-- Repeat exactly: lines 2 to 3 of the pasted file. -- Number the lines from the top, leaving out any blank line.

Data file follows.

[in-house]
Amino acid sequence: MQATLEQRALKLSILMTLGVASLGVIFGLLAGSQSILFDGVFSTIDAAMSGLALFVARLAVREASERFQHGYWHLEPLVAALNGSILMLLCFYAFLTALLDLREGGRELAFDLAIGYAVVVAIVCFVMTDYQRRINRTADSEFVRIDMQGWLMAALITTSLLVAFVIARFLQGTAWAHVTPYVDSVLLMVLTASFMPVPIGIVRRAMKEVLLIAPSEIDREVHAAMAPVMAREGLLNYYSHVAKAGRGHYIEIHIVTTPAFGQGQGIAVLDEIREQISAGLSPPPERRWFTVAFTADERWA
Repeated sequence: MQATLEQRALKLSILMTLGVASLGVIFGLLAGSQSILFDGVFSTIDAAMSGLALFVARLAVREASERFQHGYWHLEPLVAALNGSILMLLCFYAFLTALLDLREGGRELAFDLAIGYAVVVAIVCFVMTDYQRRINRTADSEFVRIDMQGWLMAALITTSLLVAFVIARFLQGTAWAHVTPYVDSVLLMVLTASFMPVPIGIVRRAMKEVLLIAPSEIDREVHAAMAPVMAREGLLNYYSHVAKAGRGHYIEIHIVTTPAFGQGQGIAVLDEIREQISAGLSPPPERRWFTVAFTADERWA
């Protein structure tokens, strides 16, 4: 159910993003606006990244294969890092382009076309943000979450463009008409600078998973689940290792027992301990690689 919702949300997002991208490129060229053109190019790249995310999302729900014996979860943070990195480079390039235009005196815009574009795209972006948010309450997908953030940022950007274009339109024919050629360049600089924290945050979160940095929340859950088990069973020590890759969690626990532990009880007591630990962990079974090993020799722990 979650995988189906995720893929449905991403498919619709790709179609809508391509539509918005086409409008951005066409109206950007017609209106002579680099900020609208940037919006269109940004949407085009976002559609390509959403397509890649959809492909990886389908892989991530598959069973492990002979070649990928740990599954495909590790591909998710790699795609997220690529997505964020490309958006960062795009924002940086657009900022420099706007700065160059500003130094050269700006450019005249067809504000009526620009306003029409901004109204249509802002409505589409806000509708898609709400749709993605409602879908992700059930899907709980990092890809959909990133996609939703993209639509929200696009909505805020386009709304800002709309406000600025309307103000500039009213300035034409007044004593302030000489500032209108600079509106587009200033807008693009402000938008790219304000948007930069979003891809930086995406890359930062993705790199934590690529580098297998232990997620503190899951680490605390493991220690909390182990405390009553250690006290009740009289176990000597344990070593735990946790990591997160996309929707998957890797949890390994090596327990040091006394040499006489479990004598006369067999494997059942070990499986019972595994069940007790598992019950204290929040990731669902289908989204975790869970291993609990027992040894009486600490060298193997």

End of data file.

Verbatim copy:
Amino acid sequence: MQATLEQRALKLSILMTLGVASLGVIFGLLAGSQSILFDGVFSTIDAAMSGLALFVARLAVREASERFQHGYWHLEPLVAALNGSILMLLCFYAFLTALLDLREGGRELAFDLAIGYAVVVAIVCFVMTDYQRRINRTADSEFVRIDMQGWLMAALITTSLLVAFVIARFLQGTAWAHVTPYVDSVLLMVLTASFMPVPIGIVRRAMKEVLLIAPSEIDREVHAAMAPVMAREGLLNYYSHVAKAGRGHYIEIHIVTTPAFGQGQGIAVLDEIREQISAGLSPPPERRWFTVAFTADERWA
Repeated sequence: MQATLEQRALKLSILMTLGVASLGVIFGLLAGSQSILFDGVFSTIDAAMSGLALFVARLAVREASERFQHGYWHLEPLVAALNGSILMLLCFYAFLTALLDLREGGRELAFDLAIGYAVVVAIVCFVMTDYQRRINRTADSEFVRIDMQGWLMAALITTSLLVAFVIARFLQGTAWAHVTPYVDSVLLMVLTASFMPVPIGIVRRAMKEVLLIAPSEIDREVHAAMAPVMAREGLLNYYSHVAKAGRGHYIEIHIVTTPAFGQGQGIAVLDEIREQISAGLSPPPERRWFTVAFTADERWA